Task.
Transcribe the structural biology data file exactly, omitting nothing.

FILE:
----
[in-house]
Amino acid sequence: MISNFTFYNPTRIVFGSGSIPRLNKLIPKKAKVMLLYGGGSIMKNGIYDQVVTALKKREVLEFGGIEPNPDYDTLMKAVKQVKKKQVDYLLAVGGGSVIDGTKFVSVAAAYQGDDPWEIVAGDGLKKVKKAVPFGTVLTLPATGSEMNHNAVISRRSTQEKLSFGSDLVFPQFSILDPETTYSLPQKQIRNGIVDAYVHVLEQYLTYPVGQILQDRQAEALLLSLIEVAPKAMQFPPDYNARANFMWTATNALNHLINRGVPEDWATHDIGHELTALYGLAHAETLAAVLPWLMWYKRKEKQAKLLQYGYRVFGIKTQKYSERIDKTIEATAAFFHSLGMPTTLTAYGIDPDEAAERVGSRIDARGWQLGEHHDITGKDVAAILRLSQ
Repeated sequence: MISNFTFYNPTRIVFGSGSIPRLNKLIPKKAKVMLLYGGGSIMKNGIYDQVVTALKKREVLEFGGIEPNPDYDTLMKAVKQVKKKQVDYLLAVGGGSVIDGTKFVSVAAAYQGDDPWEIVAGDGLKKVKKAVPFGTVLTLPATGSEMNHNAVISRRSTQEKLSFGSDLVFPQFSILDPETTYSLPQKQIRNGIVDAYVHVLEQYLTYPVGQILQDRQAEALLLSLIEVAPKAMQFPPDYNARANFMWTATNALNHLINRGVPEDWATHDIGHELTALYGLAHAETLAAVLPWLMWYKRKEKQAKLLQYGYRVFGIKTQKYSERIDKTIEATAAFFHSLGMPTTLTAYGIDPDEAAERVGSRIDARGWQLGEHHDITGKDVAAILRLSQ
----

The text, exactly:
[in-house]
Amino acid sequence: MISNFTFYNPTRIVFGSGSIPRLNKLIPKKAKVMLLYGGGSIMKNGIYDQVVTALKKREVLEFGGIEPNPDYDTLMKAVKQVKKKQVDYLLAVGGGSVIDGTKFVSVAAAYQGDDPWEIVAGDGLKKVKKAVPFGTVLTLPATGSEMNHNAVISRRSTQEKLSFGSDLVFPQFSILDPETTYSLPQKQIRNGIVDAYVHVLEQYLTYPVGQILQDRQAEALLLSLIEVAPKAMQFPPDYNARANFMWTATNALNHLINRGVPEDWATHDIGHELTALYGLAHAETLAAVLPWLMWYKRKEKQAKLLQYGYRVFGIKTQKYSERIDKTIEATAAFFHSLGMPTTLTAYGIDPDEAAERVGSRIDARGWQLGEHHDITGKDVAAILRLSQ
Repeated sequence: MISNFTFYNPTRIVFGSGSIPRLNKLIPKKAKVMLLYGGGSIMKNGIYDQVVTALKKREVLEFGGIEPNPDYDTLMKAVKQVKKKQVDYLLAVGGGSVIDGTKFVSVAAAYQGDDPWEIVAGDGLKKVKKAVPFGTVLTLPATGSEMNHNAVISRRSTQEKLSFGSDLVFPQFSILDPETTYSLPQKQIRNGIVDAYVHVLEQYLTYPVGQILQDRQAEALLLSLIEVAPKAMQFPPDYNARANFMWTATNALNHLINRGVPEDWATHDIGHELTALYGLAHAETLAAVLPWLMWYKRKEKQAKLLQYGYRVFGIKTQKYSERIDKTIEATAAFFHSLGMPTTLTAYGIDPDEAAERVGSRIDARGWQLGEHHDITGKDVAAILRLSQ